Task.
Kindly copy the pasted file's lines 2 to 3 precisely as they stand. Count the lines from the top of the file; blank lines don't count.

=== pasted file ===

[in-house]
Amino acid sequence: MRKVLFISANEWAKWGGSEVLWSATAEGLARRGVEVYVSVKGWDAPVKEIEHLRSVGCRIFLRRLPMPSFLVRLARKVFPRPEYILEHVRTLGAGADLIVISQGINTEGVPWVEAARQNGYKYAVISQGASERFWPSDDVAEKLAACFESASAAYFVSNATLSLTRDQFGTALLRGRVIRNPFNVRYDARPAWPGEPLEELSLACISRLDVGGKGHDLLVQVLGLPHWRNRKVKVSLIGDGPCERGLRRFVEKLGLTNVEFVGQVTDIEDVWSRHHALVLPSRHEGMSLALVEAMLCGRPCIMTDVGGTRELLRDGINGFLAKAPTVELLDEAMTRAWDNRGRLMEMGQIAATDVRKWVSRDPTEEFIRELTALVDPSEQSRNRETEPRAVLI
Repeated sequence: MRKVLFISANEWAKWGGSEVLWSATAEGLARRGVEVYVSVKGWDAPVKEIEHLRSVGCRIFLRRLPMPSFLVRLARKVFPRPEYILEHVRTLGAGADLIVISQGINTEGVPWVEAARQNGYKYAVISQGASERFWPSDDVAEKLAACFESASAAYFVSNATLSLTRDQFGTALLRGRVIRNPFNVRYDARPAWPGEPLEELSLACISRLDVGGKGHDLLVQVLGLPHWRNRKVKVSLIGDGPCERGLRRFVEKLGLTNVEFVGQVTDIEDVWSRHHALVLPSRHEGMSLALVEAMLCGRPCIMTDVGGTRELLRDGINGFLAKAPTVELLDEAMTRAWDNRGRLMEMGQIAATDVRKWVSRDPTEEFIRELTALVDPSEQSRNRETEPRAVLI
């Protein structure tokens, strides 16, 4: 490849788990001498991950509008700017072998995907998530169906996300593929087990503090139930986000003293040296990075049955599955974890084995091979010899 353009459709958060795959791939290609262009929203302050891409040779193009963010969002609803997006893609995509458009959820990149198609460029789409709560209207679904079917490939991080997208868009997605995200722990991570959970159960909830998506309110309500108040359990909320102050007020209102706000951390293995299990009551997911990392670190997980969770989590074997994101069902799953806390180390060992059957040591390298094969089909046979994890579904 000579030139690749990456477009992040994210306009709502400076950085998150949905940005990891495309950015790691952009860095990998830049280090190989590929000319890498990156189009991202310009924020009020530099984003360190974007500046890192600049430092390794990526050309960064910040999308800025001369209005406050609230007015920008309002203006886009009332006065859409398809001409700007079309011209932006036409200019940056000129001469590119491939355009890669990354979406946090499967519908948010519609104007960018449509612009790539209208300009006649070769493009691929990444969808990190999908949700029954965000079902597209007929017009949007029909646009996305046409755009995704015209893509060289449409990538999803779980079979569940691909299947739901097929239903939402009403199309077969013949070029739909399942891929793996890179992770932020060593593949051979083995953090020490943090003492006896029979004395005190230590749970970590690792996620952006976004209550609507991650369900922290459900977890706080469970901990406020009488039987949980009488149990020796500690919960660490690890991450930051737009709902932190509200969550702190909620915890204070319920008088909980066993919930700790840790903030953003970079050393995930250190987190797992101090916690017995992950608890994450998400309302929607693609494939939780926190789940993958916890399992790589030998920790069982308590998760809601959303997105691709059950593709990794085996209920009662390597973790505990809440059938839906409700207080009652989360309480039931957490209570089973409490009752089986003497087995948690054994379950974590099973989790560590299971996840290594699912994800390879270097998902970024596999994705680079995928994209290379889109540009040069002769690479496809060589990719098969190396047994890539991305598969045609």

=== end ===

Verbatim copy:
Amino acid sequence: MRKVLFISANEWAKWGGSEVLWSATAEGLARRGVEVYVSVKGWDAPVKEIEHLRSVGCRIFLRRLPMPSFLVRLARKVFPRPEYILEHVRTLGAGADLIVISQGINTEGVPWVEAARQNGYKYAVISQGASERFWPSDDVAEKLAACFESASAAYFVSNATLSLTRDQFGTALLRGRVIRNPFNVRYDARPAWPGEPLEELSLACISRLDVGGKGHDLLVQVLGLPHWRNRKVKVSLIGDGPCERGLRRFVEKLGLTNVEFVGQVTDIEDVWSRHHALVLPSRHEGMSLALVEAMLCGRPCIMTDVGGTRELLRDGINGFLAKAPTVELLDEAMTRAWDNRGRLMEMGQIAATDVRKWVSRDPTEEFIRELTALVDPSEQSRNRETEPRAVLI
Repeated sequence: MRKVLFISANEWAKWGGSEVLWSATAEGLARRGVEVYVSVKGWDAPVKEIEHLRSVGCRIFLRRLPMPSFLVRLARKVFPRPEYILEHVRTLGAGADLIVISQGINTEGVPWVEAARQNGYKYAVISQGASERFWPSDDVAEKLAACFESASAAYFVSNATLSLTRDQFGTALLRGRVIRNPFNVRYDARPAWPGEPLEELSLACISRLDVGGKGHDLLVQVLGLPHWRNRKVKVSLIGDGPCERGLRRFVEKLGLTNVEFVGQVTDIEDVWSRHHALVLPSRHEGMSLALVEAMLCGRPCIMTDVGGTRELLRDGINGFLAKAPTVELLDEAMTRAWDNRGRLMEMGQIAATDVRKWVSRDPTEEFIRELTALVDPSEQSRNRETEPRAVLI